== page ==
A few weeks ago, I heard a story at church about a spilled cup of coffee. It reminded me of a spilled coffee instance in my own life, probably about four years ago. As I remember this story, I am reminded of the way God loves me, takes care of me, and provides the strength I need to keep going, even when my cup of coffee spills in the parking lot.
Tim was out of town one weekend in October about four years ago. Lauren was 2 years old, toddling around the house despite having her right arm in a cast. That Sunday morning I was quite proud of myself -- I had all three kids ready to go to church (on time) and was even wearing a pair of cute heels with my dress. As I gathered the last of our bags to walk out the door, Lauren started down the steps. Somehow she missed the last step or two, and I couldn't get there fast enough to catch her.
I could tell immediately that she had injured her left arm. (It's hard to catch yourself when you fall down stairs, especially if you're out of balance because of a full arm cast.) I called friends that lived a few blocks away and asked if they'd take Brennan and Addison to church with them while I took Lauren to the Emergency Room on the other side of town. A few hours later, I saw the x-rays showing just how badly Lauren's left arm was broken.
Unfortunately, Lauren's broken arm wasn't an easy fix. She needed surgery to push the bones back into alignment prior to getting a cast. The broken bones weren't a big problem and even the surgery wasn't a big deal. Anesthesia was. At that time, her heart and lung problems meant that she needed special anesthesia precautions and observation afterwards. We drove back home to pack our overnight bags and then headed off to Philadelphia (three hours away). We trusted the cardiac anesthesia team at CHoP and the Cardiac ICU team that would be watching over her after the surgery.
It must've been late Sunday evening when Lauren and I finally settled into a hospital room on the cardiac floor, and she had surgery the next morning. The orthopedic surgeon straightened the bones in her left arm and put on a bright pink cast. Thankfully, he felt that the other arm was healed sufficiently to remove the cast. She did wear a brace to protect it for a few more weeks.
Because of her unstable heart condition, she required a precautionary overnight stay in the ICU following any procedure. The ICU was particularly crowded at that time, and the only bed they could find was in one of the "pods" -- a large room set up with four beds, normally only used for the tiniest babies.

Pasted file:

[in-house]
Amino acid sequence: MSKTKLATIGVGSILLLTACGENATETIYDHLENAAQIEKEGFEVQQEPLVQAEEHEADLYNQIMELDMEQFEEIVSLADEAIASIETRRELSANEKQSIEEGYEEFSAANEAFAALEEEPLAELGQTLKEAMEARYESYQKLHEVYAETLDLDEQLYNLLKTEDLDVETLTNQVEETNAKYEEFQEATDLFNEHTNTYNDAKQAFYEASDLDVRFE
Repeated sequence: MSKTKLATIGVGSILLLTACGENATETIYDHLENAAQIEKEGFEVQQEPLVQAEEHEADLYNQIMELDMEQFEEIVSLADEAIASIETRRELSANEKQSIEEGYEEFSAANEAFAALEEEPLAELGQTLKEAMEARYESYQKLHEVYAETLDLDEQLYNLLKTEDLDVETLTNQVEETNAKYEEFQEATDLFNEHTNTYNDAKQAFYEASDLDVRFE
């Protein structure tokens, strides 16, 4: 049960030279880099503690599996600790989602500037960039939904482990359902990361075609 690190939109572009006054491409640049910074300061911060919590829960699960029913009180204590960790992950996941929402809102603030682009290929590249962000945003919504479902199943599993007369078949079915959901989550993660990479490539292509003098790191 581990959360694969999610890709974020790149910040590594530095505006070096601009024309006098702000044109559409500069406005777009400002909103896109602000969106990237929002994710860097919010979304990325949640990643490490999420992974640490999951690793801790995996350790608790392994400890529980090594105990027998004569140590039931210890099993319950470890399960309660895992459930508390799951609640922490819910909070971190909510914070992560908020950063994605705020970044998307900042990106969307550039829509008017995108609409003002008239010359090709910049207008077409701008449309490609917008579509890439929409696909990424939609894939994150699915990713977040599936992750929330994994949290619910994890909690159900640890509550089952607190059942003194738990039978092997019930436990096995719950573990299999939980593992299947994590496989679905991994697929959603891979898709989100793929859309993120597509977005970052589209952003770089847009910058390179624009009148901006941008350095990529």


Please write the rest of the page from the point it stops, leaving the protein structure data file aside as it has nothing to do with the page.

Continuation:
Bright and early the next morning, Lauren's cardiologist called to get the discharge papers finalized. They needed her ICU bed for other patients and she was discharged before 8 am. (That's nothing less than a hospital miracle in itself.)
We headed home. In the previous few days, I had spent hours in the Emergency Room in Washington DC, driven to Philadelphia, spent one night trying to rest on the couch in Lauren's hospital room while she refused to get into the crib, wheeled her into surgery, spent another night napping on a couch in the family lounge (no room beside her bed in the ICU), and then getting in the car to drive three hours home.
I stopped about halfway through Maryland. I unloaded Lauren (with one arm in a splint and the other in a cast) and carried her into the rest area to get a cup of coffee from Starbucks. I held my warm cup of caffeine and led Lauren back to the car, confident that we could make it home safely. While I was trying to fasten her in the car, though, a gust of wind blew over my skinny vanilla soy latte. I cried. I was tired, and I hadn't even taken the first sip yet.
I didn't go back into Starbucks to get another drink. I just couldn't bring myself to unbuckle Lauren and go back inside. I continued the rest of the way home to Virginia relying on God to give me the strength I needed.
I remember that weekend and many other times in Lauren's young life when God provided strength, encouragement, and most of all hope.
Somehow as the years have passed, I've forgotten those lessons. Sometimes I think I need to rely on my own strength to juggle doctors' appointments, homeschool curriculum choices, meal planning, and cleaning the bathrooms.
God is the same yesterday, today, and tomorrow. The God that provided the strength that I needed for a long drive without my cup of coffee is the same God that will gives me strength to get up tomorrow morning and teach my children.
One of these days I will remember better. I will remember that God always provides and that I never have to rely on my own strength.